Controversial director is surprise choice to take over at the Globe

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The Independent Culture

An outspoken and maverick director best known for championing new British plays is to take over the running of Shakespeare's Globe theatre in London.

An outspoken and maverick director best known for championing new British plays is to take over the running of Shakespeare's Globe theatre in London.

Dominic Dromgoole, who has led the Oxford Stage Company for seven years, will become only the second artistic director of the reconstructed Elizabethan venue when he replaces Mark Rylance at the end of the year.

Speaking about his new role yesterday, Mr Dromgoole said that although Shakespeare would remain the core work of the open-air theatre he hoped to present new writing and a wider range of European and British classics.

"I will be trying to get some new work there if I can," he told The Independent. "It will be nice to test modern work against the classical repertoire. And I think you could probably go for a slightly broader collection of works from the classical repertoire."

But he insisted he had always loved the Bard, even though he has rarely directed his plays. "Shakespeare's always been my passion. I've been a writing a book for Penguin about growing up with Shakespeare and having him right in the centre of my life and my theatre.

"He's always pretty well informed everything I've done professionally so it doesn't seem to me such an extraordinary thing."

The appointment of Mr Dromgoole, an ebullient and outspoken figure, was met with surprise by theatre-lovers. Some had thought Edward Hall, son of the Royal Shakespeare Company founder Peter, was favourite while another contender was Declan Donnellan of Cheek by Jowl.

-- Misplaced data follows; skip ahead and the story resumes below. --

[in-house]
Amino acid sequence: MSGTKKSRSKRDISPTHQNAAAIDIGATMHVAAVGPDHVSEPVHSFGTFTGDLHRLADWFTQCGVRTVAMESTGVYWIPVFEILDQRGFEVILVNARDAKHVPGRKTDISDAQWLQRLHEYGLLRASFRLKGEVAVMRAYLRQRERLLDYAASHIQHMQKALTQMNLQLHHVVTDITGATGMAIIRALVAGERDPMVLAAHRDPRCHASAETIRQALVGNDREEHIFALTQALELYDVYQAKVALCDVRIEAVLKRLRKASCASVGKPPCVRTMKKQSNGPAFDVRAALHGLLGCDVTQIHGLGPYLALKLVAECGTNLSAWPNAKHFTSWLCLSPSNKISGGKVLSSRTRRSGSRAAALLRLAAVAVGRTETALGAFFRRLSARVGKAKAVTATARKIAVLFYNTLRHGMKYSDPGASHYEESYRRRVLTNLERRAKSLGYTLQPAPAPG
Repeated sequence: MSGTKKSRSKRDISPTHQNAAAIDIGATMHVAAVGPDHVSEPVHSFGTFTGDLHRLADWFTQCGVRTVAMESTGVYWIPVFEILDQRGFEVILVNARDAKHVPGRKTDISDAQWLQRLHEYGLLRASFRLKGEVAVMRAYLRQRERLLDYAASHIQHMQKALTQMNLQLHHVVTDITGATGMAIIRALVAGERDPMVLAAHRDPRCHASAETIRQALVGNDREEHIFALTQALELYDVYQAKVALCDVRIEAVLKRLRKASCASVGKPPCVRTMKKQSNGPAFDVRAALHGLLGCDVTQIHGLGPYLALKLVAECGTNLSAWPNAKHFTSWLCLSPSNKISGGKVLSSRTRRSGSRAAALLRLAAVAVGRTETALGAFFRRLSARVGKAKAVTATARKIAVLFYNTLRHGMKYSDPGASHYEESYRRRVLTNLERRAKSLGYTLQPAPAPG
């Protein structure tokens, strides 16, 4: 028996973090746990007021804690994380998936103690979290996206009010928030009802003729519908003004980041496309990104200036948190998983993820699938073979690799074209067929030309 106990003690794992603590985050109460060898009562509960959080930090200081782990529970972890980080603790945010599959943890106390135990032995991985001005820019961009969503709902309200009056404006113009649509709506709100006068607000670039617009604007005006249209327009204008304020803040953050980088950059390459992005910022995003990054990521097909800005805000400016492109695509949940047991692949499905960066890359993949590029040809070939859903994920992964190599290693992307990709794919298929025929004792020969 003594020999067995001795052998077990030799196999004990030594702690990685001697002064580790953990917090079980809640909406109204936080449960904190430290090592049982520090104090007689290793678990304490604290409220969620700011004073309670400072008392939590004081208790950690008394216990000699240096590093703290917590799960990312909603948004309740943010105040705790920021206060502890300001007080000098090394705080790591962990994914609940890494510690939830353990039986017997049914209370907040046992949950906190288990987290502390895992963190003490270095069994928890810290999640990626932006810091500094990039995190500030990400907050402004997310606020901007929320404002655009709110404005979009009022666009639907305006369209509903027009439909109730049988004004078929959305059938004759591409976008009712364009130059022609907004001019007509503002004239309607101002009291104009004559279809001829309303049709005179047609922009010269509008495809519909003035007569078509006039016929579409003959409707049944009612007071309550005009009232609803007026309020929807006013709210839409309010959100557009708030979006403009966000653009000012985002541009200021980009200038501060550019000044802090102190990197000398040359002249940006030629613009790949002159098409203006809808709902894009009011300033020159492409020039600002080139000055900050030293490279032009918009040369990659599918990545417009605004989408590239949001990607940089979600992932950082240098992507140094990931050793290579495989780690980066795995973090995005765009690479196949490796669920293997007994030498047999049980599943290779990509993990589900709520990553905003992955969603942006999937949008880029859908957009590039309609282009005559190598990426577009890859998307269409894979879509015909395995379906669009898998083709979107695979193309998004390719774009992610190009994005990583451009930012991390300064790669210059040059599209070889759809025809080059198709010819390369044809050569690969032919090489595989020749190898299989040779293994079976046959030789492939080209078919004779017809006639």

Mr Dromgoole, a Cambridge English graduate, is the son of the director Patrick Dromgoole. He caused controversy five years ago when he published The Full Room, a set of essays demolishing the reputations of many contemporary playwrights.

Mr Dromgoole first came to public attention at the Bush Theatre in London where he backed young writers such as Jonathan Harvey and Conor McPherson before joining the Old Vic to work on new plays for Peter Hall. Under his management, the Oxford Stage Company has become one of Britain's most important touring companies.

Terri Paddock, of the whatsonstage.com theatre website, said: "It's unexpected but not undeserved. He's very brave and combative and no-nonsense and just completely irreverent."

Peter Kyle, the Globe's chief executive, said: "I know Dominic to be a wholly committed man of the theatre, with a passion for Shakespeare and a strong desire to engage with ... what he has described as the 'maverick energy' of the Globe. We all look forward to Dominic's own maverick energy being brought to bear on our 2006 season which he begins programming immediately."

Mr Dromgoole, 41, said he was proud to be following Rylance, who made the Globe a working theatrical success story as opposed to the heritage tourist trap some had feared. The theatre, which opened in 1997, was a commercial success, he said, which had set high standards with an "aura of warmth and enchantment". "They have partly reinvented what people think theatres are and what people think theatres could be."

Although Mr Dromgoole is not steeped in Shakespeare, his reworkings of other classics suggest there could be exciting times ahead. Paul Taylor, The Independent's theatre critic, welcomed the appointment. "I think it's rather exhilarating news because it seems so counter-intuitive," he said. "But I think he will be good for the Globe. Mark Rylance is a terribly hard act to follow and not going for another actor-manager is possibly a wise move. He's bold and iconoclastic and a very good thing."

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